Denis Peirce: Heat wave should send you to the Bay
This week marks the second heat wave of the year. The geography of California dictates a couple of phenomenon when the Central Valley heats up to triple digit levels. First you can count on thunder showers at the highest elevations of the Sierra. The second effect is the rising of this hot air causing the delta breeze. As the air rises and moves up the valley toward Redding cool moist air is drawn off the Pacific, through the Bay.
Yesterday at the Emeryville Marina, jackets and sweatshirts were the clothing of choice, a far cry from the 100 degree heat an hour away in Sacramento. If you are seeking a cool weather fishing trip your best bet could be heading downhill to the Bay rather than going uphill to the high country.
The salt water fishing this year has been surprisingly good. Expectations for the fishing year seemed bleak when the salmon fishing was closed down. Salmon is the glamour species for north state harbors and many landings depend on it. For the San Francisco Bay fleet, the halibut cycle took an upswing at the most opportune time.
The California halibut range is from northern Baja up through central California. Unusual ocean currents can move these fish farther north some years. Halibut migrate into the San Francisco Bay in the spring and return to the ocean any time from late July to November. This year’s numbers have not been seen in the bay since the early ’90s. The current high catch rate has triggered a DF&G monitoring program to insure that the current regulation requiring a 22-inch minimum size and a two-fish limit is sufficient to protect this fishery.
“This successful harvest is likely due to a strong class of halibut that were born in 2004 and such reproduction is historically infrequent,” said DF&G Director Donald Koch. “Although there is no indication that the halibut fishery is not sustainable, additional scientific data will allow us to better assess how the species should be managed, particularly in booming population years.”
Craig Stone from the Emeryville Sport Fishing Center noted that “Halibut seem to prefer high salinity conditions. There is a direct correlation with drought years, high salinity in the bay and good numbers of halibut migrating in from the ocean.”
The other species featured by the bay fleet are stripers and rock fish. The stripers are in the bay in good numbers. Typical results for a potluck live bait trip on the bay have been one halibut and a limit of two stripers per rod.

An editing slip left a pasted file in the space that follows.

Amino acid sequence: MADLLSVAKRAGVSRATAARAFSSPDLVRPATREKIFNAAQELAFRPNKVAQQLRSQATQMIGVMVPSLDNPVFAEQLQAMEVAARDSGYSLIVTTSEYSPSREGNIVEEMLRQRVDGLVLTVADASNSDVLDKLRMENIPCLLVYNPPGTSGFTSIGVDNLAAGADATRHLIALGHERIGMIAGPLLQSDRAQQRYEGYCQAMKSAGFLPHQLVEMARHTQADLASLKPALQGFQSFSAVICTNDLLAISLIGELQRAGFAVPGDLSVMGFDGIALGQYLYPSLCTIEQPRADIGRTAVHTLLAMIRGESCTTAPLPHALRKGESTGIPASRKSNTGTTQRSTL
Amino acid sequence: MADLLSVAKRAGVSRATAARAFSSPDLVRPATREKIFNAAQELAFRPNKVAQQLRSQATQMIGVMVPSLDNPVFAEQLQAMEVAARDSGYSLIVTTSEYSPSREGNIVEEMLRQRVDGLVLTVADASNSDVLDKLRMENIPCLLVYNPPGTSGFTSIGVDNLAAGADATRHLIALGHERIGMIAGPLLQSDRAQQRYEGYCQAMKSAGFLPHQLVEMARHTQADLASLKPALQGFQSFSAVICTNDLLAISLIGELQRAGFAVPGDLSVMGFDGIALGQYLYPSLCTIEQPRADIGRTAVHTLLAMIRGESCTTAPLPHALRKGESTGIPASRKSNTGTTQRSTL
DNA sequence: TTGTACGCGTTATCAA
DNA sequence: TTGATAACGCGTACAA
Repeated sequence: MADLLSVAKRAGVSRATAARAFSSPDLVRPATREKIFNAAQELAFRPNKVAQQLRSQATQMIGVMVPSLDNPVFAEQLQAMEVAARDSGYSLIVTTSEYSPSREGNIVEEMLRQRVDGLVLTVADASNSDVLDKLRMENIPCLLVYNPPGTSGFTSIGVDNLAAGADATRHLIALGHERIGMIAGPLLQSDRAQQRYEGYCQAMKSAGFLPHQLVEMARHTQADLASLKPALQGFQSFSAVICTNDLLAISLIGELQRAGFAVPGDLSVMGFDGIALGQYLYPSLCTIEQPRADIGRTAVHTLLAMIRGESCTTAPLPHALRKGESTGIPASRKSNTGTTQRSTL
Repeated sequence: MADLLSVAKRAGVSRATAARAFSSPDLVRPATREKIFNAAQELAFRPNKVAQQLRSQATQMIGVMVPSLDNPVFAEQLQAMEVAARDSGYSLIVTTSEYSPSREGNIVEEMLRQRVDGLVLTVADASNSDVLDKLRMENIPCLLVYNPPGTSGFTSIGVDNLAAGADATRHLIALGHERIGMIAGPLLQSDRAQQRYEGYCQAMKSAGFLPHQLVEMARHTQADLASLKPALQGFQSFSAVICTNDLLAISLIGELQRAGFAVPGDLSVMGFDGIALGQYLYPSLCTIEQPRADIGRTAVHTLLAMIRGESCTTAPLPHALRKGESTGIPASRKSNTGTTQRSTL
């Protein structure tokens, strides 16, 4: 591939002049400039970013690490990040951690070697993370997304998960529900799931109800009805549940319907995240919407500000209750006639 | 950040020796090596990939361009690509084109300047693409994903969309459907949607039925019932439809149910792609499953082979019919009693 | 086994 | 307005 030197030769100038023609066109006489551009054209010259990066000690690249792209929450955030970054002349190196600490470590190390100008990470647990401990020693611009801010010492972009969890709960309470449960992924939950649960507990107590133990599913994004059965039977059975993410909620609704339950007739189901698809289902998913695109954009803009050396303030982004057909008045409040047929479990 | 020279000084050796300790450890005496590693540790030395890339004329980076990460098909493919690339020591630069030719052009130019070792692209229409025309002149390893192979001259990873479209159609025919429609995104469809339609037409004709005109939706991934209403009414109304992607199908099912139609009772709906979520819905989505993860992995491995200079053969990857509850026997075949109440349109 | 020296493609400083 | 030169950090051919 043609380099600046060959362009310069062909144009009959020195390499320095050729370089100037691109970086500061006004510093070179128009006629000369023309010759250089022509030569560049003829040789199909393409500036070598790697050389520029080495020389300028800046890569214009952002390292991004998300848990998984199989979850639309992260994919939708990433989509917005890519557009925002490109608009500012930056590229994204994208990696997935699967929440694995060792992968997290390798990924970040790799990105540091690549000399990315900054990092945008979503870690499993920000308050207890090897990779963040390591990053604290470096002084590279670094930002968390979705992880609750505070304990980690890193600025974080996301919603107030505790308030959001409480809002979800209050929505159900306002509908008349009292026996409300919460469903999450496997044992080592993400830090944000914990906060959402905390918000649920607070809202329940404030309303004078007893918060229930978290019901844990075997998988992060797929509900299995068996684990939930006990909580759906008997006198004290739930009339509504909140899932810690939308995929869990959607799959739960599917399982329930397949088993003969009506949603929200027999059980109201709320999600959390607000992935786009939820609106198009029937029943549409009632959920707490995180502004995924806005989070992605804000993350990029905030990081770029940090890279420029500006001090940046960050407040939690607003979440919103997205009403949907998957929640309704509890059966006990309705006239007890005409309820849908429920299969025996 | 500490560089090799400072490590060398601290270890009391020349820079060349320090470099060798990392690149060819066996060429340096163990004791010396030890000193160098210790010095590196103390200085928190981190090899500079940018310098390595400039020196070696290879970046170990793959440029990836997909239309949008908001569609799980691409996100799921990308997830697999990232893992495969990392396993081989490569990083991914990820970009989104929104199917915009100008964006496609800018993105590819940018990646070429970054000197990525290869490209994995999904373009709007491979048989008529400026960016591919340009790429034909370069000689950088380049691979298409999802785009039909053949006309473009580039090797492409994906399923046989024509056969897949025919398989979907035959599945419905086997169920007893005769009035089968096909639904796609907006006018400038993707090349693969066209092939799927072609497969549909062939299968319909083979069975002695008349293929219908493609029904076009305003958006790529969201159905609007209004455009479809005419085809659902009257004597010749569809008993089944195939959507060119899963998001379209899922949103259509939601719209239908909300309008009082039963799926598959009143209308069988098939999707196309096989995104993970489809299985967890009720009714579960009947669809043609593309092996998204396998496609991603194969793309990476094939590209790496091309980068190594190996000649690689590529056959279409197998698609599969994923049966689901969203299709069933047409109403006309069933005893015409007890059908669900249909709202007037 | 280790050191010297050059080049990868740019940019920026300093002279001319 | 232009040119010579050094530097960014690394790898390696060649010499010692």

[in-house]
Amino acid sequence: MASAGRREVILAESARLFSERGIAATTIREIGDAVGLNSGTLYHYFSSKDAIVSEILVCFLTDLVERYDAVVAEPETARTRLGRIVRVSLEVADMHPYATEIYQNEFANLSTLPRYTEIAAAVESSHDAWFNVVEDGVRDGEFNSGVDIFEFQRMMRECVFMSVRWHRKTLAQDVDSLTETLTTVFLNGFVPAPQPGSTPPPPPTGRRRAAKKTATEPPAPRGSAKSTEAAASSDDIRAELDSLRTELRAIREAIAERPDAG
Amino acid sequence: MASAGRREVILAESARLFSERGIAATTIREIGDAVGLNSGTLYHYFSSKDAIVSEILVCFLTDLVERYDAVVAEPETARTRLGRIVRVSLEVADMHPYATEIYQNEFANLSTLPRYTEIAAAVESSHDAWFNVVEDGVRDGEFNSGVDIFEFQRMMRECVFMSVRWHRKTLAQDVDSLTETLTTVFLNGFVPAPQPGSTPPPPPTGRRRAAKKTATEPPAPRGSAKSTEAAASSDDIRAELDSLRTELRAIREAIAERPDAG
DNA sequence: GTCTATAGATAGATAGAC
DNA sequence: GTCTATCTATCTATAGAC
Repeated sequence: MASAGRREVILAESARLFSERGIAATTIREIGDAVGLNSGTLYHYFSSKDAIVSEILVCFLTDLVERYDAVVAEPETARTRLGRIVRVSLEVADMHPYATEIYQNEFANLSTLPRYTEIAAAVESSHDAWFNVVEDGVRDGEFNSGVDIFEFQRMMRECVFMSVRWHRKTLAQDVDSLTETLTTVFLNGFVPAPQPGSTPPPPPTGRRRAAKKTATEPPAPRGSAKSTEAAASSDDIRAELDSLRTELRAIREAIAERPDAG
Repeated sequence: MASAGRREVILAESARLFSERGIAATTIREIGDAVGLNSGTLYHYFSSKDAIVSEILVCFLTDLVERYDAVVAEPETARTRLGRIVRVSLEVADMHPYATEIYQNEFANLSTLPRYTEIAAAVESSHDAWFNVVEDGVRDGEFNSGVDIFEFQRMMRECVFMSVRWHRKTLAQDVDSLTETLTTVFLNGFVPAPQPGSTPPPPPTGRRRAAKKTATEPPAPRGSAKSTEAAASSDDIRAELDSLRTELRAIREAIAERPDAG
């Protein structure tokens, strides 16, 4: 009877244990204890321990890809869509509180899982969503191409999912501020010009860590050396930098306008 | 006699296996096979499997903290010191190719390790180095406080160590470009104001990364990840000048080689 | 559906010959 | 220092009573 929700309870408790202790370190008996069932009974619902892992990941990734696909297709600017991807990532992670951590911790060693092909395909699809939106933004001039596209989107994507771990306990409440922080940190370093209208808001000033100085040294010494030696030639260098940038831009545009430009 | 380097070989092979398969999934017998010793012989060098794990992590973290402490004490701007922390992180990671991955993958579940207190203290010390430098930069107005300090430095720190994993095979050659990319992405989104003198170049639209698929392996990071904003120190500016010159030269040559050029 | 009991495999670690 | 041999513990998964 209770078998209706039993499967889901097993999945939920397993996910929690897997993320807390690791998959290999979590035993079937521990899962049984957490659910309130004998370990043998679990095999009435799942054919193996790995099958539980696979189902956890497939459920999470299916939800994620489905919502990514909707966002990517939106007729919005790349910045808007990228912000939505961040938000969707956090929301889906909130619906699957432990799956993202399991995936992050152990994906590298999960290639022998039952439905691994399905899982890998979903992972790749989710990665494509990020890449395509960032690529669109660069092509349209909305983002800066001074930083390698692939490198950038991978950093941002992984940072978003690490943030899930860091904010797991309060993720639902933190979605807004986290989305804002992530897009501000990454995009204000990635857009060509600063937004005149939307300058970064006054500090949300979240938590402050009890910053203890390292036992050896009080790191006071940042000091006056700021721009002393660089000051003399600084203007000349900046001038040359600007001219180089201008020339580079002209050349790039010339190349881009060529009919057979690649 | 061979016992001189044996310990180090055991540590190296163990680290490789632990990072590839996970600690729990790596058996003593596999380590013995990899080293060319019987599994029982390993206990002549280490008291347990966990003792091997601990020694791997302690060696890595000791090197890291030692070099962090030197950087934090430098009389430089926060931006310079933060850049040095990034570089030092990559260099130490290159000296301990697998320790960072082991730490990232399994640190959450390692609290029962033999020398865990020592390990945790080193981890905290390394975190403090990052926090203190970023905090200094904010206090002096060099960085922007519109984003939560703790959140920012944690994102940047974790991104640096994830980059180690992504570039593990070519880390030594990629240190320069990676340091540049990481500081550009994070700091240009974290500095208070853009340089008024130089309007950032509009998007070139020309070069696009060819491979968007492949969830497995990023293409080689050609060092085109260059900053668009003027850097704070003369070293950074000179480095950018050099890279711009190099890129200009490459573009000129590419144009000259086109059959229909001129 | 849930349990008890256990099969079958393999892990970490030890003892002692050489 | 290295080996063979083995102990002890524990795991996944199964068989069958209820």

The rock fishing has been limited primarily by the ocean conditions. There has been almost continuous northwest winds since March. The resulting rough seas have precluded the sport fleet from getting outside the bay. During the month of June there were only seven fishing days beyond the Golden Gate. As we move into summer and early fall this will be the best time of the year for calm seas and trips out to the Farralon Islands for rock fish and lingcod. There has been an interesting consequence of the heavy and sustained north west winds. It has caused an upwelling along the coastal shelf that has brought up krill in large quantities. Krill is a small shrimp-like marine invertebrate animal that is a primary food source for young salmon. This is a nice coincident with the release of this year’s salmon smolts. Hopefully, this will contribute to a rebound of our salmon fishery.
I spoke with Stone of the Emeryville Sport Fishing Center for this article. I asked about costs of trips for this year. Emeryville has only raised prices this year by $5.00 per angler. What they have done to stay abreast of fuel pricing is to raise the minimum number of anglers per trip. For instance, last year there was a 12-angler minimum for a rock cod trip to the Farralon Islands. This year the minimum has been raised to 16. For more info call (510) 654-6040.
Red Bluff Diversion Dam salmon count for the last three days =
July 6, 2008 = 19
July 5, 2008 = 15
July 4, 2008 = 27
Year to date 2008 = 1203 salmon
Year to date 2007 = 1904 salmon
* We are printing the salmon counts at Red Bluff as a indicator of the valley salmon run in general. Salmon fishing on the Sacramento River is closed until November.
Denis Peirce writes a weekly fishing column for The Union and is host of “The KNCO FIshing & Outdoor Report,” which airs 6-7 p.m. Fridays and 5-6 a.m. Saturday on 830-AM radio. He may be reached via e-mail at email@example.com.
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